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The day book. (Chicago, Ill.) 1911-1917, January 21, 1913, Image 13

Image and text provided by University of Illinois at Urbana-Champaign Library, Urbana, IL

Persistent link: http://chroniclingamerica.loc.gov/lccn/sn83045487/1913-01-21/ed-1/seq-13/

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Tom McCarey, manager of the
Vernon fight club of California, is
planning an ambitious program
for the next few weeks. His lat
est addition is a planned match
between Johnny Coulon and Joe
Mandot, to take place some time
v in the spring. McCarey inti
mates he has almost completed
arrangements for the scrap. Jess
Willard and two other promising
heavies are possibilities for an
other elimination tournament to
find an opponent for Luther Mc
Carty. Sammy Trott and Bud
Anderson open the ball Saturday
night. This go will be followed
by Kid Williams of Baltimore,
and Eddie Campi of Frisco, Feb.
12. Joe Rivers and K. O. Brown
have the Washington, birthday
date, and the winner of the Cam-pi-Williams
bout will be sent
against Johnny Coulon in March
if the Chicago boy agrees. Mc
Carey is doing his best to restore
prize fighting by putting on real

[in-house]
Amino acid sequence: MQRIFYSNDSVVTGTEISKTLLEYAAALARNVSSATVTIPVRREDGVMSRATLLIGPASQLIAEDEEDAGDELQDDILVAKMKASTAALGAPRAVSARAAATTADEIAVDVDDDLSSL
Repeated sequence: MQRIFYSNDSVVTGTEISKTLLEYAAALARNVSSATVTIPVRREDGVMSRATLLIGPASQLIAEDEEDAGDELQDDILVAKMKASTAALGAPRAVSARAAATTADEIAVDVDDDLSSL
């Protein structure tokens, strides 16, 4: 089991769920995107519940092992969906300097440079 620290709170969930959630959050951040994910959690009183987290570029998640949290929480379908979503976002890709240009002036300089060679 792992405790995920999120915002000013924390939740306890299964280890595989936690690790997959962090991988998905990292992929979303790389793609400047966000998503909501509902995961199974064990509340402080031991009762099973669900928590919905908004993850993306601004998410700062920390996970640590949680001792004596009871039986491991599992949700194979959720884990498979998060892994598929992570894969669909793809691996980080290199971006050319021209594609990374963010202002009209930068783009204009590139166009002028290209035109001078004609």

The loud explosion tomorrow
will be Dan Morgan, manager of
Jack Britton, and Emil Thiry,
manager of Packey McFarland,
trying to arrange a match be
tween their boys. Neither man
ager can talk more than 200
words a minute.
Sheriff William Smith of Cleve
land is the real fox. Mayor
Baker ordered him to stop prize
fighting. Smith's first act was to
swear in Johnny Kilbane, feather
champ, as a deputy sheriff. Kil
bane pledged himself to help stop
boxing in the city.
Knockout Brown of Chicago
punished Billy Uvick so badly in
South Omaha that police stopped
the bout before the first round
was over. Uvick was down three
According to reports from St.
Louis, Ed Konetchy, first base
man of the Cards, has demanded
such a large salary that the own
ers want to trade him to the
Cubs or Pirates. Konetchy is a
slugger, but is flat-footed at field
ing his position, and handles him
self like a wooden Indian around
the first corner. As long as the
Cubs have a young comer like
Vic Saier there is no place for
President Murphy's statement
that the Cubs would pull a big
trade in a few days has started
the pipe artists puffing clouds of
dope. If a trade is pulled off, the
Cubs will add a pitcher or two to
their string, and the man will
come from the Phillies. Red
Dooin wants extra infielders and
outfielders, and the Cubs are well
supplied with both "brands. In
exchange he is willing to let go
of Earl Moore, and possibly Ad
Brennan. Brennan is a south
paw, and would fit in nicely on
the West Side. Moore is an emo
tional gent, and won't pitch un
less his surroundings are pleas
ant. He is dissatisfied in Philly,
and has wanted to get away for
two years. Some of the material
Murphy secured from Cincinnati,
as well as Tom Leach and Jim
Sheckard, can be used for trading

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